The idea that design has the responsibility to open the doors of possibilities was the mantra of day two. It was expressed as presenters explored engaging with the wounded and treating the scarred. Krzysztof Czyżewski, a social activist, founder and director of the Borderland Foundation, and a “practitioner of ideas,” engaged in a conversation with Elżbieta Matynia. Together they discussed his work in Sejny, Poland—a three-decade long project of reconciliation among splintered peoples.
We have always been concerned with our safety as people, communities, and states, but Czyżewski, explained that our safety has been addressed improperly. We have been assured that the fence or the fortress is what will protect us. This is not the case. It is the bridge—and through it, the connection and relations with other humans—that will serve as true protection.
Otto von Busch picked up on this message in the first panel as he questioned the panelists, asking, “How does the designer work in the world?” If the designer only works to alleviate pain, does this interfere with the ability to feel pain in the first place? Will we or have we already created a community that can no longer deal with pain? Angeliki Dimaki-Adolfsen had one answer on how to work in the world with her research project “Children Let’s Play.” The project explores how children can utilize play to help “further their individual and social capabilities” in refugee camps. Dimaki-Adolfsen stated that spontaneity has the potential to enable action, agency, and resistance, and therefore the spontaneity of children’s play must be considered an empowering tool. The ingenuity of Dimaki-Adolfsen’s case study revolves around utilizing a pre-existing structure to achieve more desirable outcomes, which begs the question, what else can be re-oriented to enable agency?
Barbara Adams also focused on the act of re-orientation. Adams opened up the conversation further by raising questions of the appropriateness of designers’ interventions in challenging social circumstances. When we come face to face with work that is meant to engage the viewer with the refugee we must not lose our criticality. Is the work promoting empathy or pity? Are we talking about people or “those people”? Adams questioned if designers might be able to flip this script.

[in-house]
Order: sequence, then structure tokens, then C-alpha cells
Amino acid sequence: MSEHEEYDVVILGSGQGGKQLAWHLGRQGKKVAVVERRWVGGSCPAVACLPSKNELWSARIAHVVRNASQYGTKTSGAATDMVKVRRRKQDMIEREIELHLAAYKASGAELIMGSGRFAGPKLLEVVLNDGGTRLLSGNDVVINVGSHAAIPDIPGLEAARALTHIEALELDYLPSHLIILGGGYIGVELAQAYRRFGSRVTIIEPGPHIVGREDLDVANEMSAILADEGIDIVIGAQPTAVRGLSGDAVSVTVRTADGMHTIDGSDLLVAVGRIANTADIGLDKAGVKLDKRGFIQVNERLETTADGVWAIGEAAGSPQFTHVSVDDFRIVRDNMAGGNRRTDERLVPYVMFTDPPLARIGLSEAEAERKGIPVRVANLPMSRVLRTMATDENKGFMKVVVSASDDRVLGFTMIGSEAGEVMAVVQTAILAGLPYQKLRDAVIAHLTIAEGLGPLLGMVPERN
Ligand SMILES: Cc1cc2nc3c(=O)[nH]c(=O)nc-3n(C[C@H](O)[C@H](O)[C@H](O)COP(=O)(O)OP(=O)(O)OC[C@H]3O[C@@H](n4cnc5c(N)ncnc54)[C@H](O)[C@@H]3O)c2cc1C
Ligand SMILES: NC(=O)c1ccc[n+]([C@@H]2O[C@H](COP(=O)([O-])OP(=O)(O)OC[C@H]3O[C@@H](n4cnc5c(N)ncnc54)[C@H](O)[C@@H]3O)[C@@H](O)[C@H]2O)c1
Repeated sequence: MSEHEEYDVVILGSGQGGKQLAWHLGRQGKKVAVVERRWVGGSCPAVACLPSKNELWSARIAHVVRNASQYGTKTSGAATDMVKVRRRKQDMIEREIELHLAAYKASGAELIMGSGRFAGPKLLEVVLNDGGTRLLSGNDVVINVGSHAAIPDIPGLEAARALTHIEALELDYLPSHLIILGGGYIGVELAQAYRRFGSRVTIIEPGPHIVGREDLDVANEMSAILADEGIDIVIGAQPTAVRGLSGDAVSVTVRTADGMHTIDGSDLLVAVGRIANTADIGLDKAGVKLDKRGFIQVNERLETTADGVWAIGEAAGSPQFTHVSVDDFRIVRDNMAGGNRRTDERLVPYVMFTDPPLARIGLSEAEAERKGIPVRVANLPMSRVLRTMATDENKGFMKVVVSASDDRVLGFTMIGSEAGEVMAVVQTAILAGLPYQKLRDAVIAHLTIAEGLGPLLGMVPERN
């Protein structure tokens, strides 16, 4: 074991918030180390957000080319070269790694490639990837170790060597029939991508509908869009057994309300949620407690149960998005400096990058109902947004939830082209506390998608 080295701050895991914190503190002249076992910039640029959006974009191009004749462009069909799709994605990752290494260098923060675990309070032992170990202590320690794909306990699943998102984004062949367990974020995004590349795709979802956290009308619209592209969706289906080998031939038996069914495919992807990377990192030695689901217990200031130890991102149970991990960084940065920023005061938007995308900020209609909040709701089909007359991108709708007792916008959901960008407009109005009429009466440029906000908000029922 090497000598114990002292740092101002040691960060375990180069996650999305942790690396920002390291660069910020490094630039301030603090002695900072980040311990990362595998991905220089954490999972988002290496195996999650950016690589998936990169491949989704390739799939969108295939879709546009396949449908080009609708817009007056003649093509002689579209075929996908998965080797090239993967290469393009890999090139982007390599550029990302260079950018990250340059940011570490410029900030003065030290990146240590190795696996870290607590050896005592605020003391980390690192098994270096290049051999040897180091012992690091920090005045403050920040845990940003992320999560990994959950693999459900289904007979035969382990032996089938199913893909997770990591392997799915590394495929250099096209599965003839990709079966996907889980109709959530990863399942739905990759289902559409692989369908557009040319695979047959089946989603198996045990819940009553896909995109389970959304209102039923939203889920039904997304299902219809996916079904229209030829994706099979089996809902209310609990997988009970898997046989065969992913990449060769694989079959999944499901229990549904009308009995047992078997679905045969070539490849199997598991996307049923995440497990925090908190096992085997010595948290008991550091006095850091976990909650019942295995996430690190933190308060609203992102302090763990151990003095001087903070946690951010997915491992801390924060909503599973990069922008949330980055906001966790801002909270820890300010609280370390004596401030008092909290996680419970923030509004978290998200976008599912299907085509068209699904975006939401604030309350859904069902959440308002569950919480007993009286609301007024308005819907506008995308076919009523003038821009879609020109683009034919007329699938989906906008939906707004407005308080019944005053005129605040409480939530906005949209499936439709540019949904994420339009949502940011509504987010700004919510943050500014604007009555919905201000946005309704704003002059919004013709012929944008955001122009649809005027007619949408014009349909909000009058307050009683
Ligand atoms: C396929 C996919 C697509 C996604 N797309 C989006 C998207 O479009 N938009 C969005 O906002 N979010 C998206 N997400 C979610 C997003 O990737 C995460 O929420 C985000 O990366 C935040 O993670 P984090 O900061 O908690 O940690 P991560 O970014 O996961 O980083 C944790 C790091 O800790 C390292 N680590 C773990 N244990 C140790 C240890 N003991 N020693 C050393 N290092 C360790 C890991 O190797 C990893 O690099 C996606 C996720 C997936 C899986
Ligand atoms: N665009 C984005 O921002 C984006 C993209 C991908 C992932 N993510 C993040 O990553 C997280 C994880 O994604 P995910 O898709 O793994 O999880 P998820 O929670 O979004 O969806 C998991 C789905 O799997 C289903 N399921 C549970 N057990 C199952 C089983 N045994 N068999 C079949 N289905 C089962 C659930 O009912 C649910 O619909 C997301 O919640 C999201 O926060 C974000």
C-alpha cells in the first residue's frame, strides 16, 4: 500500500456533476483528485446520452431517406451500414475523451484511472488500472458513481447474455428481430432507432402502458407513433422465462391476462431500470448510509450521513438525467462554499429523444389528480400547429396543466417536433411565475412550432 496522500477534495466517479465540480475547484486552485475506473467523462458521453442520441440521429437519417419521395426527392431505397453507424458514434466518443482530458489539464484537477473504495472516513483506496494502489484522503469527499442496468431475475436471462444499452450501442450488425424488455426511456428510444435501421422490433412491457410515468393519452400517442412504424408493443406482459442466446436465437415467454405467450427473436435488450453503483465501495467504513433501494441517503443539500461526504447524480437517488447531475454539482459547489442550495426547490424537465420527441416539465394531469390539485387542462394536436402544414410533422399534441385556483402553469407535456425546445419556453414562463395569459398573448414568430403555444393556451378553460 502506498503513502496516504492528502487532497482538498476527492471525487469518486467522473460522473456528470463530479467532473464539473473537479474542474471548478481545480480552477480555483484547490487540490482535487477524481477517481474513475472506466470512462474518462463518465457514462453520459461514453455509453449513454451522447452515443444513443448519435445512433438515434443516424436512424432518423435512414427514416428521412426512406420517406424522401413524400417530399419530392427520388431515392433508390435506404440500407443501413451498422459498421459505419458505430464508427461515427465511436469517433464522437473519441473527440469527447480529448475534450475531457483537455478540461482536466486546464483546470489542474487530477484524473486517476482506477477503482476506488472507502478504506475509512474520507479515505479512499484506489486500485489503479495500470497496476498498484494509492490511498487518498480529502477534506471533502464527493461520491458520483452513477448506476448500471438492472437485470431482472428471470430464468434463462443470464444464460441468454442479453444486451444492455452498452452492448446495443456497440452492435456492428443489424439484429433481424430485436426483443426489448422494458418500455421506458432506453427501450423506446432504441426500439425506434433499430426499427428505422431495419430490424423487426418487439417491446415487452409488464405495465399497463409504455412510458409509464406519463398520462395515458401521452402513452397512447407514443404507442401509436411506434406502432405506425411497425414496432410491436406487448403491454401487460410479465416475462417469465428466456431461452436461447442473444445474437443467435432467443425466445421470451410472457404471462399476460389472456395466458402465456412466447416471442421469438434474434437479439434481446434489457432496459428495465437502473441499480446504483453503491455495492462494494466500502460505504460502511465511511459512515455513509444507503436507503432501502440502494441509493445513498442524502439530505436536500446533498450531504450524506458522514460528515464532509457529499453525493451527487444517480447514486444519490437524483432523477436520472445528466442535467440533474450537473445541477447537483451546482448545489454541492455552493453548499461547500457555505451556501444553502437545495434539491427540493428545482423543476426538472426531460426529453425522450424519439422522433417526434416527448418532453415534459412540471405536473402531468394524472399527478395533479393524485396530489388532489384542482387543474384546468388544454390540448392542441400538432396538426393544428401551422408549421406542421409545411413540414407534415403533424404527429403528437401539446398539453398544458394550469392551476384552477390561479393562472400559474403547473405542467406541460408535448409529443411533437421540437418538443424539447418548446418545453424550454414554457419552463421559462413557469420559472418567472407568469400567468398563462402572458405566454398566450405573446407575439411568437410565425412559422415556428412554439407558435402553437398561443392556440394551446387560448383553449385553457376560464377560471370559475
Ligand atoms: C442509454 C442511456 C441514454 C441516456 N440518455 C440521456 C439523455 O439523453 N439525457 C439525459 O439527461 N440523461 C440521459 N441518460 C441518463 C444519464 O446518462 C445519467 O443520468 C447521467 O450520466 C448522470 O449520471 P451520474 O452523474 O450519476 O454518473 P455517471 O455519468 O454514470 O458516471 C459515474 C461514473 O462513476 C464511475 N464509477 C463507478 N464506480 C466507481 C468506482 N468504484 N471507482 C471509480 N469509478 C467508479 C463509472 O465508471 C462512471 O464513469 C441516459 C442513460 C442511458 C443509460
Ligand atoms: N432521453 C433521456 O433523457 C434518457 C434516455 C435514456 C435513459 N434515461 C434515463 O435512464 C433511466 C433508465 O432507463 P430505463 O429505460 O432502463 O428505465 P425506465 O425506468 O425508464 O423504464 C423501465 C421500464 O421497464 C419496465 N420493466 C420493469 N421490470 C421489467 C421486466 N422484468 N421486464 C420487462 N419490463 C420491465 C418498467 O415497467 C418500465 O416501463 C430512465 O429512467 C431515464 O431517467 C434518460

The final panel looked at personal responses to wounded spaces and difficult histories. Nora Krug shared images and text from her visual memoir Belonging (tentative title). The memoir deals with her experience as a German national born well after the end of World War II. From her excerpt, we learned of an uncle who grew to be an ideal child of Nazi Germany. This moral and identity struggle became the omnipresent theme of the piece. From her reading, the audience gained further understanding of what it means to be from a wounded place and how far its temporal repercussions reach. We consider those who come from wounded places as victims, but what does it mean to not be the victim and still feel the wound?
To be a designer in times of turmoil can often be discouraging. Yet by the end of the weekend it was difficult to not see a potential for change. The symposium ended with empowering words by Susan Yelavich, who said, as long as those in wounded places try to make a home, we must give them the power and agency to do so. —Mariann Asayan
The symposium was a collaboration of Parsons MA Design Studies program, the New School Global Studies program, the Transregional Center for Democratic Studies, New School for Social Research. It was made possible by the Adam Mickiewicz Institute, the Armenian General Benevolent Union, and ArteEast.
Photographs by Leticia Cartier Oxley and Irem Yildiz
MA student, Design Studies, Parsons School of Design
MA student, Design Studies, Parsons School of Design